5 Skincare Items You Should Never Spend Money On

Margarita Chi

It's easy to think that the efficacy of a product is in direct correlation with its market value, like, it must work well in order to warrant a three-figure price tag. But how do you know if you're investing your hard-earned money in a truly amazing product or if you're actually being duped? And in addition to those skincare products with steep price tags, there are those that just shouldn't take up residency in your skincare collection, because they're either ineffective or potentially harmful. So because we hate wasting our money (who doesn't?), we reached out to a few dermatologists to have them give it to us straight: Which skincare products should we avoid spending our money on?

Below, take a look at what the doctors believe we should bypass in the skincare aisle. Some answers induce a bit of a facepalm while others are a bit shocking. However, in the end, each of these tips will save you money and save your skin. Take a look at what they had to say below!

Products With No Clinical Evidence

This one seems like a no-brainer, but there are definitely some ingredients that claim to work wonders while, in reality, they may actually be a bunch of fluff. You might be tempted to snatch up that serum that boasts crushed diamonds as a star ingredient, but think twice: if there aren't any studies or stats to substantiate their claims, it might all just be clever marketing. That said, not every product line can afford clinical studies. Your best bet is to seek out key (and/or active) ingredients with clinical evidence. It is helpful to know your skin's current needs and know (research) key beneficial ingredients for you.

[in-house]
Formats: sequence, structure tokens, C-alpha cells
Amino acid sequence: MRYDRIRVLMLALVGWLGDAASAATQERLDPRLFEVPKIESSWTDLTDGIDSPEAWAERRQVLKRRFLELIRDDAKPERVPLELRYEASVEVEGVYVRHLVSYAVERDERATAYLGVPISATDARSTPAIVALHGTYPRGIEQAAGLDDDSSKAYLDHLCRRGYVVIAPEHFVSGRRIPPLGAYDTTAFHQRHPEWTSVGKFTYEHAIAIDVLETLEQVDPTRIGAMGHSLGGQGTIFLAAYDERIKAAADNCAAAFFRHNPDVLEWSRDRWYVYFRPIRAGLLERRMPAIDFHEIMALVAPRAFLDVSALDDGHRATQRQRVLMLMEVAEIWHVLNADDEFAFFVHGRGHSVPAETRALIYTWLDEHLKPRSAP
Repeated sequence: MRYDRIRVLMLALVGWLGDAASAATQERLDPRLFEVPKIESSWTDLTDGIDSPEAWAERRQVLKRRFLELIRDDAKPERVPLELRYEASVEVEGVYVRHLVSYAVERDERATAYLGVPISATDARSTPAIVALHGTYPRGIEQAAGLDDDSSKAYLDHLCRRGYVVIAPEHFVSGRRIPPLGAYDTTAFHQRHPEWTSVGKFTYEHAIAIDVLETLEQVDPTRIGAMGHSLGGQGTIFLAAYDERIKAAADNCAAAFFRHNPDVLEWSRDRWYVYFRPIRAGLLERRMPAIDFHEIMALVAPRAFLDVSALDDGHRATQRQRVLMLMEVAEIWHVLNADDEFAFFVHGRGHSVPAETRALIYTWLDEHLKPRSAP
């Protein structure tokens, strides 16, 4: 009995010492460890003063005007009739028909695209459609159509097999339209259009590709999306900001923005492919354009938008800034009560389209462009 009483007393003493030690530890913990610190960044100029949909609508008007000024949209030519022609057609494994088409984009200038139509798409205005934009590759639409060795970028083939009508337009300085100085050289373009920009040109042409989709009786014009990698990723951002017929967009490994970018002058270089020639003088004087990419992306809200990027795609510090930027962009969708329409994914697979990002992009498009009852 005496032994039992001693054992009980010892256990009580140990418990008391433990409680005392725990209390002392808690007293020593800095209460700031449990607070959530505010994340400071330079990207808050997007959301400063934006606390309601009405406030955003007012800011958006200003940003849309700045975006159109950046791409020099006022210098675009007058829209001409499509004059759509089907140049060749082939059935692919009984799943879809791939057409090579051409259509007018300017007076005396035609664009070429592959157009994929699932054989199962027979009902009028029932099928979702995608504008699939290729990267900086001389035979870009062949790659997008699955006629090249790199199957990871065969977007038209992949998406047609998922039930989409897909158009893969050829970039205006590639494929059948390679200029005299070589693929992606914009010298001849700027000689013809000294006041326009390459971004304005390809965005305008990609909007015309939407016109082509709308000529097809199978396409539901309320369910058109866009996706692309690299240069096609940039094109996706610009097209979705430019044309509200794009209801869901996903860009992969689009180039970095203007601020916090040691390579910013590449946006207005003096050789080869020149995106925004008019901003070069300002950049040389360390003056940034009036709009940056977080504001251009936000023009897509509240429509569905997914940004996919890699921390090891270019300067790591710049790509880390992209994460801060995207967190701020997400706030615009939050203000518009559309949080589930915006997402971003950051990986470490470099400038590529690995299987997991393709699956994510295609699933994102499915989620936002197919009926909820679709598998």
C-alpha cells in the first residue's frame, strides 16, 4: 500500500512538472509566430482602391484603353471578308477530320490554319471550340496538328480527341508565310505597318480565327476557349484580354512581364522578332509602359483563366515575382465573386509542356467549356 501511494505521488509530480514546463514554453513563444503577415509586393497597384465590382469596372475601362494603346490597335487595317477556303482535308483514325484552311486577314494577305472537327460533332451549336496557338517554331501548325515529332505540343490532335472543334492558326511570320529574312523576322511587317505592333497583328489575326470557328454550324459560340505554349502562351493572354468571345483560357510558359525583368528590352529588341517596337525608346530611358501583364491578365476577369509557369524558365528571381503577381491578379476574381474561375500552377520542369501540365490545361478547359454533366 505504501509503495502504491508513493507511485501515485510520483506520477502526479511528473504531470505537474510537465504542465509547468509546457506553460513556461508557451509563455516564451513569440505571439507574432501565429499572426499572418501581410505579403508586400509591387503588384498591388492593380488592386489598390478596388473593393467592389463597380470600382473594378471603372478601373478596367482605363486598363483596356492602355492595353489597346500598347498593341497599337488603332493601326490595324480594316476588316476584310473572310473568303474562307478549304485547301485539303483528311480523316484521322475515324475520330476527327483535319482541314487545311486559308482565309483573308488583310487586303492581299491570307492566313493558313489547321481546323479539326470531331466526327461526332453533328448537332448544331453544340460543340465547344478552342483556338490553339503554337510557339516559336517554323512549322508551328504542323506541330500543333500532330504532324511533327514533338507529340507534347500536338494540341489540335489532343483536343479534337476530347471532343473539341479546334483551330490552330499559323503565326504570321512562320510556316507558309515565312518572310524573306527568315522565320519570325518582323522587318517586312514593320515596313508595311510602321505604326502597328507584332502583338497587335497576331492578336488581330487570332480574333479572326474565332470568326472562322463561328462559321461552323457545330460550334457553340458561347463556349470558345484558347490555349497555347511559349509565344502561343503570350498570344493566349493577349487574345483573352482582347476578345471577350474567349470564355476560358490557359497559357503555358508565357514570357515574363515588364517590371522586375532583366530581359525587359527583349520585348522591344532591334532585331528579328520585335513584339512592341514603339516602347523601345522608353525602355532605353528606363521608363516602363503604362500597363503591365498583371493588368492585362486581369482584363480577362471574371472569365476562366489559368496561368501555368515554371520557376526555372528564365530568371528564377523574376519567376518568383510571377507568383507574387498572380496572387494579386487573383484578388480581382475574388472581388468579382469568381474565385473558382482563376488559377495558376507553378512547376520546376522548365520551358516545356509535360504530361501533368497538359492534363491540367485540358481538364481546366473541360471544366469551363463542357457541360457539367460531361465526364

What to Use Instead

skinceuticals-retinol-1.0
SkinCeuticals Retinol 1.0 $72
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Depending on what your skincare concern is, clinically proven ingredients for treating issues such as acne, aging, and sun damage are retinol and acids like glycolic acid. Your skin type and issues (at the time) will dictate what strengths are right for you.

Not sure which other ingredients are proven effective? You can always google the brand to research its efficacy and science-backed evidence, or head to a site like Paula's Choice which advocates for quality products—just typing in "clinically proven products" in the search bar will yield numerous results. Joyce de Lemos also told us to study up and become a bit of an ingredient dictionary so you can be abreast of which ingredients are safe and proven effective without having to perform a search each time you shop.

Products With Pore-Clogging Ingredients

Petrolatum and lanolin are not always favorable in skincare because they can cause irritation or allergic reactions—but, it's complicated. Depending on its source, petrolatum can be contaminated with toxic ingredients, but can also be completely fine (helpful even) for your skin.

Both these ingredients are occlusive and can be pore clogging, however, pore-clogging ingredients (like oils) used in cleansers can be very beneficial as they are excellent in breaking down oils (sebum), dirt, makeup, and SFP. It is important to remove them with a washcloth so everything is removed and no longer a pore-clogging threat. Instead, making these occlusive ingredients a vehicle to prevent pore clogging.